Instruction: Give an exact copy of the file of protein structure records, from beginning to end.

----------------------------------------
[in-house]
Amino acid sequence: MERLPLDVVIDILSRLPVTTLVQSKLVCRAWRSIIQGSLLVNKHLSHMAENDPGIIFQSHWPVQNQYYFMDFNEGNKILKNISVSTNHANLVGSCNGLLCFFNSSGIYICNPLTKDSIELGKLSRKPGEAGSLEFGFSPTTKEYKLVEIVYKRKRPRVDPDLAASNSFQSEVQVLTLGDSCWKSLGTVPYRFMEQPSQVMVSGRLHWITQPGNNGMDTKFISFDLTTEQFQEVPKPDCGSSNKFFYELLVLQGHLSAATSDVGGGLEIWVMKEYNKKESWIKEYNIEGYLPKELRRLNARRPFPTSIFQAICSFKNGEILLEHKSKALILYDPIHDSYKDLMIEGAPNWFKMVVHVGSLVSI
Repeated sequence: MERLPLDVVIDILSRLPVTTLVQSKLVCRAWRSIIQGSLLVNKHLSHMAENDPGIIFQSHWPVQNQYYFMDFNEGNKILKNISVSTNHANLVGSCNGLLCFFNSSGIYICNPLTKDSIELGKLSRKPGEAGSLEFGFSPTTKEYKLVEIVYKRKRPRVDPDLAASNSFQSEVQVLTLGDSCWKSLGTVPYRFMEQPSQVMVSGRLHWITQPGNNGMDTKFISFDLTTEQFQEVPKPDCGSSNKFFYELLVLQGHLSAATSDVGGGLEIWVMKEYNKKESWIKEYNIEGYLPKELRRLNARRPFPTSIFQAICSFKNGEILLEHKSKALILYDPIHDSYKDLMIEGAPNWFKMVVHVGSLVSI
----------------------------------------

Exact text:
[in-house]
Amino acid sequence: MERLPLDVVIDILSRLPVTTLVQSKLVCRAWRSIIQGSLLVNKHLSHMAENDPGIIFQSHWPVQNQYYFMDFNEGNKILKNISVSTNHANLVGSCNGLLCFFNSSGIYICNPLTKDSIELGKLSRKPGEAGSLEFGFSPTTKEYKLVEIVYKRKRPRVDPDLAASNSFQSEVQVLTLGDSCWKSLGTVPYRFMEQPSQVMVSGRLHWITQPGNNGMDTKFISFDLTTEQFQEVPKPDCGSSNKFFYELLVLQGHLSAATSDVGGGLEIWVMKEYNKKESWIKEYNIEGYLPKELRRLNARRPFPTSIFQAICSFKNGEILLEHKSKALILYDPIHDSYKDLMIEGAPNWFKMVVHVGSLVSI
Repeated sequence: MERLPLDVVIDILSRLPVTTLVQSKLVCRAWRSIIQGSLLVNKHLSHMAENDPGIIFQSHWPVQNQYYFMDFNEGNKILKNISVSTNHANLVGSCNGLLCFFNSSGIYICNPLTKDSIELGKLSRKPGEAGSLEFGFSPTTKEYKLVEIVYKRKRPRVDPDLAASNSFQSEVQVLTLGDSCWKSLGTVPYRFMEQPSQVMVSGRLHWITQPGNNGMDTKFISFDLTTEQFQEVPKPDCGSSNKFFYELLVLQGHLSAATSDVGGGLEIWVMKEYNKKESWIKEYNIEGYLPKELRRLNARRPFPTSIFQAICSFKNGEILLEHKSKALILYDPIHDSYKDLMIEGAPNWFKMVVHVGSLVSI